Basically, we didn’t sleep for six days until we had exhausted all possible segmentation ideas and the number of databases were well over one hundred. On the seventh day we rested.

The following month we took each version and asked some business-style questions:

  • Who does this target?
  • Why should we target them?
  • What offers/incentives/products/services could we include?
  • How many segments should we use?
  • What results can we expect?
  • How will this increase clicks and sales?
  • Should we use this/these segments continually or on an ad hoc basis?
  • How can we assess the response rates

We fired questions back and forth until an impatient owl hooted outside and the clock struct 8pm.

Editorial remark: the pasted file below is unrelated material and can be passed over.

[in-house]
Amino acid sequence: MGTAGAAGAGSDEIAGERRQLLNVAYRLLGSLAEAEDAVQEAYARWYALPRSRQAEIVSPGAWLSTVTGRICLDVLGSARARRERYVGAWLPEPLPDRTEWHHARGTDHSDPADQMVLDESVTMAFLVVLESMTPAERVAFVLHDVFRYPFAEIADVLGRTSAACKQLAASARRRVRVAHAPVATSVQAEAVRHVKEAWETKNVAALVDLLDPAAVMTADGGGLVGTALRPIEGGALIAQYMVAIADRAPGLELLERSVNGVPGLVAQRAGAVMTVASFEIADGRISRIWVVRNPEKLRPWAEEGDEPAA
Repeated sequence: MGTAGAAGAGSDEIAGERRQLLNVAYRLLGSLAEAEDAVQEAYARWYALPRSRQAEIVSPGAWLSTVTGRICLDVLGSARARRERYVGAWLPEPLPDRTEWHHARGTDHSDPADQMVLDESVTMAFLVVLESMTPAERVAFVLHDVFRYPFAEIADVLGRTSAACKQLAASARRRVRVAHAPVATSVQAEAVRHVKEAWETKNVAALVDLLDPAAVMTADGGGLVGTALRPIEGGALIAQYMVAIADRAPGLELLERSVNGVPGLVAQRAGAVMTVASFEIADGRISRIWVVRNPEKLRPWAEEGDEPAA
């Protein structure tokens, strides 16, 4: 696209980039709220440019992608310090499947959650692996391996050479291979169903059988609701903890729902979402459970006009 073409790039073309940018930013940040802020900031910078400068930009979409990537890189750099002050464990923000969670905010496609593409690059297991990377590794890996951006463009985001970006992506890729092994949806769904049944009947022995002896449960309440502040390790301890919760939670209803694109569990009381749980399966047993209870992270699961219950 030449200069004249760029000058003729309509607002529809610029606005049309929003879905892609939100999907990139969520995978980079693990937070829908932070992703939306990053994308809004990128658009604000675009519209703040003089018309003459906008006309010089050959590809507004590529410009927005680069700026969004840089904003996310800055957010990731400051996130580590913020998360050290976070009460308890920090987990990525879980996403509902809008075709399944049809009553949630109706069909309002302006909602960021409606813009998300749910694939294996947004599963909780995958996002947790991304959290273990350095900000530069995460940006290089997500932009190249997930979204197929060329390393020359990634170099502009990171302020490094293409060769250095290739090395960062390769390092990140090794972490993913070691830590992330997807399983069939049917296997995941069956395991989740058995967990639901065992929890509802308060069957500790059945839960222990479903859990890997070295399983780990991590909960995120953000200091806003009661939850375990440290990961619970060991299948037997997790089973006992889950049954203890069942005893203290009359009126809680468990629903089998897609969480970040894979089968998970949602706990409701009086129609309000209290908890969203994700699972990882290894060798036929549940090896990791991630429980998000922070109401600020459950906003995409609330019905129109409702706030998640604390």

The next day we started a stategy plan which included our chosen segments. We were now targeting smaller groups of people with similar purchasing patterns. We took into consideration the best times and days to target them and our creatives reflected the message and customer type.

Almost immediatly, sales were up. Loyalty increased over time and we were back to being happy campers.
But we learnt something vital in the process. Segmentation and targeting works, beause:

  • You focus on a smaller number of people with something in common
  • You improve click through rate by closely matching interests
  • You set creative and copy which appeal to the target
  • It stops your target switching off
  • It persuades targets to be loyal
  • It lets you set specialised content
  • It allows you to track segments independant of each other

What are your experiences on segmentation and targeting?  Did it work for you?